As Thanksgiving approached, King Daddy and Dammit Boy become more and more agitated at the thought that for the fifth time in a month and a half I would force them to eat turkey. I am a traditionalist, but I am not cruel. Even though I had already bought the cranberry relish that only I eat because the boys hate it and the turkey base for the gravy from Williams-Sonoma (truly outstanding and the only thing I can afford there), I was ready to retire Tom Turkey for the year. Maybe for a lifetime.
So we had prime rib for Thanksgiving. It was intimidating. When I picked up my two-bone prime rib from the butcher on Wednesday I pretended to be nonchalant as I looked at the $85 price tag. That’s about 25 senior breakfasts at my beloved Krystal. And I thought: What if I screw this up?
But this is what I discovered. Making a prime rib is way easier than cooking a turkey. Zero effort. I made my own rub, but I could just as easily have thrown some Montreal Steak Seasoning on it. Then you just stick it in the oven with a digital thermometer and take it out when the internal temperature is 115 degrees. That was it. When I carved it, Mark had a moment. An actual moment.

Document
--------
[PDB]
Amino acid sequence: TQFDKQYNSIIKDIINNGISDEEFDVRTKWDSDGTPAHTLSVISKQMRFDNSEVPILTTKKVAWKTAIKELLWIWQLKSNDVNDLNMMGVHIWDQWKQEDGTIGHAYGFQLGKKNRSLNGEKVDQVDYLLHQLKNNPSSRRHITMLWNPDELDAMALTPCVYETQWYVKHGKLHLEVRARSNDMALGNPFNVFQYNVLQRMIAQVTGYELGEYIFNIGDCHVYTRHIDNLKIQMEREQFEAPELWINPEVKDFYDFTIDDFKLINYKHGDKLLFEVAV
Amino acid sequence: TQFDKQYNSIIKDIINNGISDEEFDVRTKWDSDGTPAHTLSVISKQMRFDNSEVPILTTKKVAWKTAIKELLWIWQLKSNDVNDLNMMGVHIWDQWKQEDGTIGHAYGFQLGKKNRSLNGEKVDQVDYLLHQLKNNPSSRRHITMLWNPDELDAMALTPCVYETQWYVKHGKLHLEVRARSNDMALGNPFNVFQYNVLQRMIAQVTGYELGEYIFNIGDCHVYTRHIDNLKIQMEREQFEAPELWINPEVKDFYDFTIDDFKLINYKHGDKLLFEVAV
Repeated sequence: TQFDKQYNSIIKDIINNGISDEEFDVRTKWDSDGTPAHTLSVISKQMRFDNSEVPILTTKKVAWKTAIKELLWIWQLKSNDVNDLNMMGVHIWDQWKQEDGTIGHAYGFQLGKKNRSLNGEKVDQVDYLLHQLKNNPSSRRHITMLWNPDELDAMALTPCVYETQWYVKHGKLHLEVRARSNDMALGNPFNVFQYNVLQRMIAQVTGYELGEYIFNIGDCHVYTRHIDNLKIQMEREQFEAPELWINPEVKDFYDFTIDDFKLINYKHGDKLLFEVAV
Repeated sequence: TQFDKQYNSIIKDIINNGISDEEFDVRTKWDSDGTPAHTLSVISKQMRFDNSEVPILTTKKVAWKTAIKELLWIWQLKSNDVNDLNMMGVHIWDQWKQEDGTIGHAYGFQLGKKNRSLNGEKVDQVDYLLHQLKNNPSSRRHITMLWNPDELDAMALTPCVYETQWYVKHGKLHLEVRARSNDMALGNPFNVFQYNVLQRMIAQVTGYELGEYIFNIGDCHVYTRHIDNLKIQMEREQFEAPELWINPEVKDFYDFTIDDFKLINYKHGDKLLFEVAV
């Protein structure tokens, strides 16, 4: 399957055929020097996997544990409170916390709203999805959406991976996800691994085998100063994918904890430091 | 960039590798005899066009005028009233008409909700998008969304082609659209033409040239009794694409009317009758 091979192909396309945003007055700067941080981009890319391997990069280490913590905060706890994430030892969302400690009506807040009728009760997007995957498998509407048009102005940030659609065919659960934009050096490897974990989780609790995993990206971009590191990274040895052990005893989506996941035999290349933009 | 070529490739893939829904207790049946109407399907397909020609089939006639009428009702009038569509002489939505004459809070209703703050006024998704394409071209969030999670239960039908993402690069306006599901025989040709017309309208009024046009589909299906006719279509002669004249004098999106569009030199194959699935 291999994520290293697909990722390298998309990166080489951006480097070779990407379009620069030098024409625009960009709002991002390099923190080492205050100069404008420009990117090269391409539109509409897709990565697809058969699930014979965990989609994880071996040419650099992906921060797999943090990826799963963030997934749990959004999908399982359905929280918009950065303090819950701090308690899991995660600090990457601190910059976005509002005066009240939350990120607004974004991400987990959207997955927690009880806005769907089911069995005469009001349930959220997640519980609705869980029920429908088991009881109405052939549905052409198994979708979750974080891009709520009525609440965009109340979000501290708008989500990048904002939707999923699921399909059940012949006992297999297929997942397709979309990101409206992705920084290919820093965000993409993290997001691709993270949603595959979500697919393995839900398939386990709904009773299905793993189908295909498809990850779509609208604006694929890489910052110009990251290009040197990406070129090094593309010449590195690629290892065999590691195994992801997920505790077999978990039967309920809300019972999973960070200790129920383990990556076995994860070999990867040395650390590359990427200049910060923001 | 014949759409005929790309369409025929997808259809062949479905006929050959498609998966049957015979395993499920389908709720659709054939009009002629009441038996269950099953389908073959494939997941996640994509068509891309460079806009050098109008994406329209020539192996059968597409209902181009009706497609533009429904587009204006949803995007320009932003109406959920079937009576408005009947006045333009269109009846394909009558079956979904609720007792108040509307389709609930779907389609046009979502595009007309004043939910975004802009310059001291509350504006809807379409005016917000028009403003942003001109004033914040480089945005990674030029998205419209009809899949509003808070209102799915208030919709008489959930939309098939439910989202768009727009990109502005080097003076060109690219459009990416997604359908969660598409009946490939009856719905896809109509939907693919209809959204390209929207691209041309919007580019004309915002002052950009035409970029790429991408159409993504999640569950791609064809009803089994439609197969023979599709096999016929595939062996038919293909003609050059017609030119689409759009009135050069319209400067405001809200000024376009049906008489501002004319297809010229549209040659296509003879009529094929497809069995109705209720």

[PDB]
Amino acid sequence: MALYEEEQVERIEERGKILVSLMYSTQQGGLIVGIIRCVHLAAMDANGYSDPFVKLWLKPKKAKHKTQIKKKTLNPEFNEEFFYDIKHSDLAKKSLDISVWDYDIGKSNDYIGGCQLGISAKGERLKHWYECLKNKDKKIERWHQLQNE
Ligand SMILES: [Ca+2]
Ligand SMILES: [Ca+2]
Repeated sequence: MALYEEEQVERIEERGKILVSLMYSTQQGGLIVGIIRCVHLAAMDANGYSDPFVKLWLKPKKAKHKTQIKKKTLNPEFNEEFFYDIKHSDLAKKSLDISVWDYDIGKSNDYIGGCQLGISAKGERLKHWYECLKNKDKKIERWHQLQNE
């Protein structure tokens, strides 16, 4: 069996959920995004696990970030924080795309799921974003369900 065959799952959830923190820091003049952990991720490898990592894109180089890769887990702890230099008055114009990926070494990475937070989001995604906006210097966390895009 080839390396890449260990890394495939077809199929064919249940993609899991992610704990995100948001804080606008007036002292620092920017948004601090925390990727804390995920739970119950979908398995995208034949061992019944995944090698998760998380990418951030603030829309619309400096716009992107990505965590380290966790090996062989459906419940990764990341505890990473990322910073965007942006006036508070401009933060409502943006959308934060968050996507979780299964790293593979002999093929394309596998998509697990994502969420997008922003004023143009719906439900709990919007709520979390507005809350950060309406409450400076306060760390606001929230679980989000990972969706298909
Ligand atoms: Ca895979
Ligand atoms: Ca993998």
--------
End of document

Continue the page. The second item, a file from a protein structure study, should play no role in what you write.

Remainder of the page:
So here’s the funny thing about this dinner. I was going to make Julia Child’s scalloped potatoes to go with since a regal piece of meat requires a regal accompaniment. But I learned something about King Daddy that I had not known in our almost 25 years of marriage. He has a thing for boxed scalloped potatoes, much as I have a thing for the blue box Kraft mac and cheese. So with our $85 prime rib, we had $1.79 scalloped potatoes. And it was a perfect match.
- ¼ cup fennel seeds, ground to a powder
- 2 tablespoons ground coriander
- 1 tablespoon black pepper
- ¼ cup New Mexico chile powder
- 1 tablespoon salt
- 1 tablespoon cinnamon
- 1 tablespoon dried orange peel, minced
- ½ cup olive oil
- 5-6 pound prime rib
- Combine all spices and add the olive oil. Mix until a paste forms.
- Rub the paste generously on the prime rib.
- Preheat oven to 325 degrees. Put the prime rib on a rack in a roasting pan. Roast, uncovered, 20 minutes per pound for medium rare.